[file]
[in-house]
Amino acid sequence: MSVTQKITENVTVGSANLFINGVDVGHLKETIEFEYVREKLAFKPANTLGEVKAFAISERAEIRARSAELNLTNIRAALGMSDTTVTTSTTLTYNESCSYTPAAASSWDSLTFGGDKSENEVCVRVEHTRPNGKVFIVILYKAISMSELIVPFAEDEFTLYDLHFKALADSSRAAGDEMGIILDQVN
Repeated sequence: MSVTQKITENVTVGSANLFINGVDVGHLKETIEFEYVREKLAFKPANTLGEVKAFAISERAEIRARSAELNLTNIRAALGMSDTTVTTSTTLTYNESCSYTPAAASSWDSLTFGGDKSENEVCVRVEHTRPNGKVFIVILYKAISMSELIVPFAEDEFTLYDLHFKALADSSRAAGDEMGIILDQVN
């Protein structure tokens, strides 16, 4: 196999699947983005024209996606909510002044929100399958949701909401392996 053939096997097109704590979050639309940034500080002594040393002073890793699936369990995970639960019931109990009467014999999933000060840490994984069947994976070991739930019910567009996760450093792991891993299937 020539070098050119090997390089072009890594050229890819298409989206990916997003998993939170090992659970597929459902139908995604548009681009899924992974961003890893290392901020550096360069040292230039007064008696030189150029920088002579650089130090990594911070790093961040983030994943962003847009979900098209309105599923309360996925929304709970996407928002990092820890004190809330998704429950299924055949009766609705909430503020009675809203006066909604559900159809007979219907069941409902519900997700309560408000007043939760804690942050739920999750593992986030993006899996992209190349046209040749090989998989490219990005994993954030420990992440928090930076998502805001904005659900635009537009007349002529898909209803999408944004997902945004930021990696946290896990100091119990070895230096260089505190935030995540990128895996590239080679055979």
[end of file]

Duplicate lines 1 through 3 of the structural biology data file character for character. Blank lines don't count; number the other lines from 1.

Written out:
[in-house]
Amino acid sequence: MSVTQKITENVTVGSANLFINGVDVGHLKETIEFEYVREKLAFKPANTLGEVKAFAISERAEIRARSAELNLTNIRAALGMSDTTVTTSTTLTYNESCSYTPAAASSWDSLTFGGDKSENEVCVRVEHTRPNGKVFIVILYKAISMSELIVPFAEDEFTLYDLHFKALADSSRAAGDEMGIILDQVN
Repeated sequence: MSVTQKITENVTVGSANLFINGVDVGHLKETIEFEYVREKLAFKPANTLGEVKAFAISERAEIRARSAELNLTNIRAALGMSDTTVTTSTTLTYNESCSYTPAAASSWDSLTFGGDKSENEVCVRVEHTRPNGKVFIVILYKAISMSELIVPFAEDEFTLYDLHFKALADSSRAAGDEMGIILDQVN